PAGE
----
- Chapter 1: A Review of General Chemistry
- Chapter 10: Alkynes
- Chapter 11: Radical Reactions
- Chapter 12: Synthesis
- Chapter 13: Alcohols and Phenols
- Chapter 14: Ethers and Epoxides; Thiols and Sulfides
- Chapter 15: Infrared Spectroscopy and Mass Spectrometry
- Chapter 16: Nuclear Magnetic Resonance Spectroscopy
- Chapter 17: Conjugated Pi Systems and Pericyclic Reactions
- Chapter 18: Aromatic Compounds
- Chapter 19: Aromatic Substitution Reactions
- Chapter 2: Molecular Representations
- Chapter 20: Aldehydes and Ketones
- Chapter 21: Carboxylic Acids and Their Derivatives
- Chapter 22: Alpha Carbon Chemistry: Enols and Enolates
- Chapter 23: Amines
- Chapter 24: Carbohydrates
- Chapter 25: Amino Acids, Peptides, and Proteins
- Chapter 26: Lipids
- Chapter 27: Synthetic Polymers
- Chapter 3: Acids and Bases
- Chapter 4: Alkanes and Cycloalkanes
- Chapter 5: Stereoisomerism
- Chapter 6: Chemical Reactivity and Mechanisms
- Chapter 7: Substitution Reactions
- Chapter 8: Alkenes: Structure and Preparation via Elimination Reactions
- Chapter 9: Addition Reactions of Alkenes
Organic Chemistry, - Standalone Book 2nd Edition - Solutions by Chapter
Full solutions for Organic Chemistry, - Standalone Book | 2nd Edition
Compounds containing multiple aromatic rings fused together.
For a substituted aromatic ring, the effect of an electron-donating substituent that increases the rate of electrophilic aromatic substitution.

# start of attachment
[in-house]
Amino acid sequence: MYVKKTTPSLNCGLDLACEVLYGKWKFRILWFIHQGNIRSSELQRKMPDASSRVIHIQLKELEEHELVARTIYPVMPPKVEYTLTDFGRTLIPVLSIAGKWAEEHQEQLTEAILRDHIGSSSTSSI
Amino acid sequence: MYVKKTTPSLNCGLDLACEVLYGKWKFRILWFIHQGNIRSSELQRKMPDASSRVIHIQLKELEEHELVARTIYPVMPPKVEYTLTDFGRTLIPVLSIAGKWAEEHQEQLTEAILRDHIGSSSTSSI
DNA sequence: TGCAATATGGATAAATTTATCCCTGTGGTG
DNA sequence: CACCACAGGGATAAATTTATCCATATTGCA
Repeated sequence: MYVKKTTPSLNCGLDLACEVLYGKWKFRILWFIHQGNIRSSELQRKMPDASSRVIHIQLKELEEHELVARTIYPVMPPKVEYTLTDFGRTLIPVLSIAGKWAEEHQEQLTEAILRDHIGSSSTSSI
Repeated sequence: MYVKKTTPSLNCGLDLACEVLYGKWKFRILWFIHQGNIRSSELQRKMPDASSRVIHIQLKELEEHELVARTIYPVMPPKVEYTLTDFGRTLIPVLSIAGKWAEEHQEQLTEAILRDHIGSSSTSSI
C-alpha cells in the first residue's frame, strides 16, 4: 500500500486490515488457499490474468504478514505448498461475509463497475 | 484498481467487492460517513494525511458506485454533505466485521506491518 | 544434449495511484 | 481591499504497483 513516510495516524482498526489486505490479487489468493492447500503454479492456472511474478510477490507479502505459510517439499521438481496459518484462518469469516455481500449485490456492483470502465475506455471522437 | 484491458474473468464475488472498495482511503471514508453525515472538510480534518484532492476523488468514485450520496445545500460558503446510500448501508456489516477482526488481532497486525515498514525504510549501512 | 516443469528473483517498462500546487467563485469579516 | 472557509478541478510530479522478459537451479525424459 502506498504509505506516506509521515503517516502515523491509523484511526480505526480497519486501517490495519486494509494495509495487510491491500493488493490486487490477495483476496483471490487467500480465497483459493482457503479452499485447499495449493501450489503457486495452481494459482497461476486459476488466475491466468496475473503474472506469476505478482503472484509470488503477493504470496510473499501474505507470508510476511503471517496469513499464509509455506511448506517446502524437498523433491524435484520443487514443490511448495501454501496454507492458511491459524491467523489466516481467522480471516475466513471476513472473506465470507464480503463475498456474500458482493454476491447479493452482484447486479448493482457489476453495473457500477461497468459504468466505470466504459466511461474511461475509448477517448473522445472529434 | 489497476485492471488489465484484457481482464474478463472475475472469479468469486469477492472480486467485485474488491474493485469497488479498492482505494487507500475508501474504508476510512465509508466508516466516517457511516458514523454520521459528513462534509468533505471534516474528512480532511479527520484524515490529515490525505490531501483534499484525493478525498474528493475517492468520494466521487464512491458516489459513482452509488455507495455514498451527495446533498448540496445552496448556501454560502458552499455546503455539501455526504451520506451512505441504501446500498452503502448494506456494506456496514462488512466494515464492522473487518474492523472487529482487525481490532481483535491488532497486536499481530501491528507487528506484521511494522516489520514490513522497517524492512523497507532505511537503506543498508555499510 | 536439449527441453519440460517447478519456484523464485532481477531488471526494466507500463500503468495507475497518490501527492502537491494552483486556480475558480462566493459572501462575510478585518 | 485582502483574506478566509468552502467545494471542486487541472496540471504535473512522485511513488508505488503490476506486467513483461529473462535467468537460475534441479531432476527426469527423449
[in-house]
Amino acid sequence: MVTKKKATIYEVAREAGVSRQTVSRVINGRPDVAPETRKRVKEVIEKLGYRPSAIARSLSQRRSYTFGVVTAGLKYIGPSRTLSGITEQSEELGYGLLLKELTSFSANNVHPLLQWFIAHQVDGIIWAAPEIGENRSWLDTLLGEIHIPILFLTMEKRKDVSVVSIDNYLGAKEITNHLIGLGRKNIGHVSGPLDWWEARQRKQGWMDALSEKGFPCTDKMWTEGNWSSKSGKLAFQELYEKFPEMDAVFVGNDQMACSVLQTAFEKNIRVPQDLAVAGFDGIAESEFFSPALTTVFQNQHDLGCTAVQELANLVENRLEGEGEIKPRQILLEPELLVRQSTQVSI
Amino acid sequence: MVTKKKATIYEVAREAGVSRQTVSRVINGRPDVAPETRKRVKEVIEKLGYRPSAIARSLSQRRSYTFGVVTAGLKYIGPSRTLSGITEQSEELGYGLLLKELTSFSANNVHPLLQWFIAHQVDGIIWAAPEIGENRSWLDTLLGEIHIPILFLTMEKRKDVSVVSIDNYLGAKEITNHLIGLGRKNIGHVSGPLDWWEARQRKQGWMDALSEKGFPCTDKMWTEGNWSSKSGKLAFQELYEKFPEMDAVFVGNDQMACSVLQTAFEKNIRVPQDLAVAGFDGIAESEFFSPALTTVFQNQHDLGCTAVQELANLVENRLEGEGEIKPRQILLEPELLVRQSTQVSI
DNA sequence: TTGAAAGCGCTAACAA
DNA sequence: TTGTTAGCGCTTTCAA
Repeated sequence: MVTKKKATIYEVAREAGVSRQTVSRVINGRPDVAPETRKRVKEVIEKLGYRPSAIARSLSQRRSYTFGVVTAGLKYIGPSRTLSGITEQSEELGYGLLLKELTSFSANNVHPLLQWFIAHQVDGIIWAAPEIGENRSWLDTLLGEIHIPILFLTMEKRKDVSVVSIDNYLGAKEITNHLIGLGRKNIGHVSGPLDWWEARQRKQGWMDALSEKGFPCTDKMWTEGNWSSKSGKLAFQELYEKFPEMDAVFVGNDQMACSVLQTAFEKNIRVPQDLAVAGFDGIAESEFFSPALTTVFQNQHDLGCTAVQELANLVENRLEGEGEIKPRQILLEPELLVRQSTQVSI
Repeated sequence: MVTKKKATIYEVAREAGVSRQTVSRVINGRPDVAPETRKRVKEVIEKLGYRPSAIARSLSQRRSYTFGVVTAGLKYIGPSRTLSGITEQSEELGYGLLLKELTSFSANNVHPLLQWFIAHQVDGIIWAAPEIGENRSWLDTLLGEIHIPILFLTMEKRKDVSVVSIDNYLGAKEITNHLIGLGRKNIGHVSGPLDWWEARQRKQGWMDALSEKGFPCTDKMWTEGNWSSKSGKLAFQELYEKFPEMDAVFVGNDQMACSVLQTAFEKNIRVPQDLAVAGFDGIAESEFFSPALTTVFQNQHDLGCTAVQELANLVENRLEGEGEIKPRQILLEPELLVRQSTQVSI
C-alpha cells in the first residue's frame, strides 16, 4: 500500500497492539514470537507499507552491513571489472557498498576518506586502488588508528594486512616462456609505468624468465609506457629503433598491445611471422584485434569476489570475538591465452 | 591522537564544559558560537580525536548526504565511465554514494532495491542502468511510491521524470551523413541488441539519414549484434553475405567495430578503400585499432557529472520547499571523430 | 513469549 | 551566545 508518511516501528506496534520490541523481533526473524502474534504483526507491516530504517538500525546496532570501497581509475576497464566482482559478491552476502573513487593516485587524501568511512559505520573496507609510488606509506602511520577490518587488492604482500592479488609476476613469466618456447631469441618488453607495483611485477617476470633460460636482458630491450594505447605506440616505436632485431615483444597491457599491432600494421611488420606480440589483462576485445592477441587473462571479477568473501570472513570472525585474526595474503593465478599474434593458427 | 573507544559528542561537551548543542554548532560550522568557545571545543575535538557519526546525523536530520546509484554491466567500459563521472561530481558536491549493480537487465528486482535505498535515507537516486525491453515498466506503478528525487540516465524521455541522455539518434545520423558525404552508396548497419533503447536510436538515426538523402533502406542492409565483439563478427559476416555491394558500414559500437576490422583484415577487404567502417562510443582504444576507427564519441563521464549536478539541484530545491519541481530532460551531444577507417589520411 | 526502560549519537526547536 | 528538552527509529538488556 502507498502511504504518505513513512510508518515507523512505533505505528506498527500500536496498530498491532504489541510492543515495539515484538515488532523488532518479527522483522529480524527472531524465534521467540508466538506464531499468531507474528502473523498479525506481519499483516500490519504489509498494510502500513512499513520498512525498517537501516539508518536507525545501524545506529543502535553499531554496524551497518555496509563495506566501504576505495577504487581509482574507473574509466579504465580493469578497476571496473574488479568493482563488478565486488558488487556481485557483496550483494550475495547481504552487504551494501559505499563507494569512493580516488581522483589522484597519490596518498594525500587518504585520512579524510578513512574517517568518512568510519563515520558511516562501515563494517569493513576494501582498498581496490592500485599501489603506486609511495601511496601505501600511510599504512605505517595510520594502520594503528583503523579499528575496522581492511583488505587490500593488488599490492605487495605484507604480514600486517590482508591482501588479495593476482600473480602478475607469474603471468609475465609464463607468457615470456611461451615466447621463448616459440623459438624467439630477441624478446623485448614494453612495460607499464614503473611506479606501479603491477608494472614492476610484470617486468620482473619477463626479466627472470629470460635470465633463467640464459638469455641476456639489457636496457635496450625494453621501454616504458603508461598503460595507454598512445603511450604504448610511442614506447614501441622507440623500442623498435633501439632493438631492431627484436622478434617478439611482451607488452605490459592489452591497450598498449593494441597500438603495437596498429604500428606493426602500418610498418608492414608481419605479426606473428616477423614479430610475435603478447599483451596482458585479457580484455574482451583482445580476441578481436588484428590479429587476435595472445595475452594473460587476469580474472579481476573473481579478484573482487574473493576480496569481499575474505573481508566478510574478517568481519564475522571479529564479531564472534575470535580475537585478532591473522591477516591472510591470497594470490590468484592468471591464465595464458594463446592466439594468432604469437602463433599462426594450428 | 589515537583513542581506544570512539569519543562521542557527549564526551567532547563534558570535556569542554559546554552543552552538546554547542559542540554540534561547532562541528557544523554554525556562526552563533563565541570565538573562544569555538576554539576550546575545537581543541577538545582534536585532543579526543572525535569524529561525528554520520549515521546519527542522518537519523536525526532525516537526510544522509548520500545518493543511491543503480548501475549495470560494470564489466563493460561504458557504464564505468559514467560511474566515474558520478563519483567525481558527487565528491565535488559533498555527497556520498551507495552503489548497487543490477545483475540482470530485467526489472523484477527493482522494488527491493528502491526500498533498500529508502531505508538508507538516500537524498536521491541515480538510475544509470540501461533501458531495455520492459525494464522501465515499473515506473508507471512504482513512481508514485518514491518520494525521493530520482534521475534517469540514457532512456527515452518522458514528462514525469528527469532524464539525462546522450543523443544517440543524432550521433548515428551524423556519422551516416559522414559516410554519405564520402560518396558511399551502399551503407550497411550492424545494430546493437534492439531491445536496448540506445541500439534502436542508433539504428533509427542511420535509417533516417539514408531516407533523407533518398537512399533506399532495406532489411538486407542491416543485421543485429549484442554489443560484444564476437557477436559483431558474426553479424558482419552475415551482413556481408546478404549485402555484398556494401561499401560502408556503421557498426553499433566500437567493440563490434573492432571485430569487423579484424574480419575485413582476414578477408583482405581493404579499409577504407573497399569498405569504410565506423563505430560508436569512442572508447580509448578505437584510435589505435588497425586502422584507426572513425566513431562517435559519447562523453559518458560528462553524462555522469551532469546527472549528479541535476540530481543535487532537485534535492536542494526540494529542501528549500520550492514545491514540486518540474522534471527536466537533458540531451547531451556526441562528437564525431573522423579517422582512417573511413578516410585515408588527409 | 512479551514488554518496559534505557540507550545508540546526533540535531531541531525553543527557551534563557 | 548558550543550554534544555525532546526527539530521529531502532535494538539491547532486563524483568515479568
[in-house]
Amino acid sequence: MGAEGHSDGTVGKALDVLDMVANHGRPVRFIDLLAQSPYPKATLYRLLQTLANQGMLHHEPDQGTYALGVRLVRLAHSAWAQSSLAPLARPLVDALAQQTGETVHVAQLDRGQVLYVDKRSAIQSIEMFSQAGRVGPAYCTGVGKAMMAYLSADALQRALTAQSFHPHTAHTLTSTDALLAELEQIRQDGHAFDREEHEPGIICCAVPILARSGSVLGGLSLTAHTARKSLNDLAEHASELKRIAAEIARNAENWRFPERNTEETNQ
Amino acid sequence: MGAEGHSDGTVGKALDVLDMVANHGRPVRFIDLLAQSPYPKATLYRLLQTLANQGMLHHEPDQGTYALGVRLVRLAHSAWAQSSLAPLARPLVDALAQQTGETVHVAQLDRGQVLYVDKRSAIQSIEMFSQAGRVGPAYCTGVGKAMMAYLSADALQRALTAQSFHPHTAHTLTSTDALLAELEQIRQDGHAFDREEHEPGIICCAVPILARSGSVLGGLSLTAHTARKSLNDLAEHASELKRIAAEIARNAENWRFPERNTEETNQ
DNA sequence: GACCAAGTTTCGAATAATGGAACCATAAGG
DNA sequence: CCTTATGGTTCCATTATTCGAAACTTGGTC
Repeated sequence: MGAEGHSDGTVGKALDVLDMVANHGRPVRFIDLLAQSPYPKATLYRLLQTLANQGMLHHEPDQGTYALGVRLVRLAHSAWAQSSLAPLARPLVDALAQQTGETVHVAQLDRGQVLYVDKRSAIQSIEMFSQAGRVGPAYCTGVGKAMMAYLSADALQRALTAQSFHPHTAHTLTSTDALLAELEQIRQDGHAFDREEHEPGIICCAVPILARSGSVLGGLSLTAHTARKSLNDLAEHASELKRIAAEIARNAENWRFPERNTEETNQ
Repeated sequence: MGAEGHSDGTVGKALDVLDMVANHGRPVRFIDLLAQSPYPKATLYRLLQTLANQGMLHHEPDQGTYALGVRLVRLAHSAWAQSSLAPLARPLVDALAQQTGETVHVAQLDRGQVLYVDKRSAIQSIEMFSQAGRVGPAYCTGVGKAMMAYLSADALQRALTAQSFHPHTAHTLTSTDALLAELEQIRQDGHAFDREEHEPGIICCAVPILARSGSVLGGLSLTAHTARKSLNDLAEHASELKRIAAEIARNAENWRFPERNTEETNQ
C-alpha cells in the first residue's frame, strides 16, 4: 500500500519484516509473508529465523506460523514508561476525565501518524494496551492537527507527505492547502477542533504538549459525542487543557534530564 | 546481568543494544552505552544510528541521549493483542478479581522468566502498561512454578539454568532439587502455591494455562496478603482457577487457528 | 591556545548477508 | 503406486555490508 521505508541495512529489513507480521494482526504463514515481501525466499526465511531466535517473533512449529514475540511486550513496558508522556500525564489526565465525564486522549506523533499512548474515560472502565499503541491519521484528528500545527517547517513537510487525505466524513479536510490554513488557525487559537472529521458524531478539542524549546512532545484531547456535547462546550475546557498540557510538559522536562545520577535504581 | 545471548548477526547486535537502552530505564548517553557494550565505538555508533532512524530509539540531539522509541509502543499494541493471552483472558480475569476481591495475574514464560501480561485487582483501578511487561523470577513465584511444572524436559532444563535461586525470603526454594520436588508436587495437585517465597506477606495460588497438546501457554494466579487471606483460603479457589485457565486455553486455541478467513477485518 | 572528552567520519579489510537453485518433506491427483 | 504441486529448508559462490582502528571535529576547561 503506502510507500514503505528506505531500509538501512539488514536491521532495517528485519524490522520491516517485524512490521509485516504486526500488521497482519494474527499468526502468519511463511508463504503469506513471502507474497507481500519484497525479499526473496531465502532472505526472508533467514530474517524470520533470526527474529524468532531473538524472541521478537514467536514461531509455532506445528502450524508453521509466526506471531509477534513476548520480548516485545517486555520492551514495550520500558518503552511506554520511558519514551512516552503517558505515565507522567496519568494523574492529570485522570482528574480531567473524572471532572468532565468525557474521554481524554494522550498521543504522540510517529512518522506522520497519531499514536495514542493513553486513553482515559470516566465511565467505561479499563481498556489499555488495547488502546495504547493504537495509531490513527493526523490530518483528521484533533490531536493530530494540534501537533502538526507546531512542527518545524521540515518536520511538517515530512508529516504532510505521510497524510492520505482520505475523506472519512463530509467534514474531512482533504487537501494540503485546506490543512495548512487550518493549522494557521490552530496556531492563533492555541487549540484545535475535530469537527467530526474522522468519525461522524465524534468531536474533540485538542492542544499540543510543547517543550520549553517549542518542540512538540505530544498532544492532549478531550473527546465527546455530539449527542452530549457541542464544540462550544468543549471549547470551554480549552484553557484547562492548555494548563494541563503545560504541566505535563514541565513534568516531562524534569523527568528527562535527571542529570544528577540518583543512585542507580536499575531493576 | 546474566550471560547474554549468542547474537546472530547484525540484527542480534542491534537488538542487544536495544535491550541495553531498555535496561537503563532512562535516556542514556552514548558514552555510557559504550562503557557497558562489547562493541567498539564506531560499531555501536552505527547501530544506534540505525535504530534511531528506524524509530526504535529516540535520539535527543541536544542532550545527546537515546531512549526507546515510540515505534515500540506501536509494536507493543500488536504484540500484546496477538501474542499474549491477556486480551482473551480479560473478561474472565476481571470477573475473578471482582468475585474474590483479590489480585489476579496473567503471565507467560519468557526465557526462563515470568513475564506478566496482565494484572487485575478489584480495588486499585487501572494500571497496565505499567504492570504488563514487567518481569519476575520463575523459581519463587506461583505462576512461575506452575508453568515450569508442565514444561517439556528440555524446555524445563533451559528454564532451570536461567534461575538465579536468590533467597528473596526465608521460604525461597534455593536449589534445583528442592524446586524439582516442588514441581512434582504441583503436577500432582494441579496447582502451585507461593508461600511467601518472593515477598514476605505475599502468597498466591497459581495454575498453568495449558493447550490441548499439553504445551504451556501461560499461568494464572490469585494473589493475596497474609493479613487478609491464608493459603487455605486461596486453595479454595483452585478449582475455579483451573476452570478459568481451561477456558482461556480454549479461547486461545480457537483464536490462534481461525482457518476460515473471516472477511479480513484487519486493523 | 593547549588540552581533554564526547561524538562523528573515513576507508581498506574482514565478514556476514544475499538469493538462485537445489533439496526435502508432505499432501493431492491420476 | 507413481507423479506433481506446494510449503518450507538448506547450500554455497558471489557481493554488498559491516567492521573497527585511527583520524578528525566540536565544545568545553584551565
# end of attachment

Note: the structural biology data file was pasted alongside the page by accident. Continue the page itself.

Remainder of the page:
The positions that are adjacent to the vinylic positions of a carboncarbon double bond.
A negatively charged ion. (Section 2.7)
An estimate of the size of an atom. See bonding atomic radius. (Section 7.3)
The number of bonding electron pairs shared between two atoms, minus the number of antibonding electron pairs: bond order = (number of bonding electrons - number of antibonding electrons)/2. (Section 9.7)
A polymer that contains a large number of branches connected to the main chain of the polymer.
The amount of acid or base a buffer can neutralize before the pH begins to change appreciably. (Section 17.2)
A compound containing a carboxyl, !COOH, group.
An expression showing the chemical composition of a compound in terms of the symbols for the atoms of the elements involved. (2.6)
A measure of radioactivity: 1 curie = 3.7 * 1010 nuclear disintegrations per second. (Section 21.4)
A reaction in which two reactants add together in a single step to form a cyclic product. The best known of these is the Diels-Alder reaction
Electrons that are spread over a number of atoms in a molecule or a crystal rather than localized on a single atom or a pair of atoms. (Section 9.6)
Carbohydrates comprisedof two monosaccharide units joined via aglycosidic linkage between the anomeric carbonof one monosaccharide and a hydroxyl group ofthe other monosaccharide.
A vacancy in the valence band of a semiconductor, created by doping. (Section 12.7)
A rule stating that electrons occupy degenerate orbitals in such a way as to maximize the number of electrons with the same spin. In other words, each orbital has one electron placed in it before pairing of electrons in orbitals occurs. (Section 6.8)
ignal splitting in NMR
Spin-spin coupling with adjacent nuclei split NMR signals depending on the extent of coupling and the number of adjacent equivalent nuclei.
A model of enzyme action in which the substrate molecule is pictured as fitting rather specifically into the active site on the enzyme. It is assumed that in being bound to the active site, the substrate is somehow activated for reaction. (Section 14.7)
Refers to groups occupying l,2-positions on a benzene ring.
The clustering of solvent molecules around a solute particle. (Section 13.1)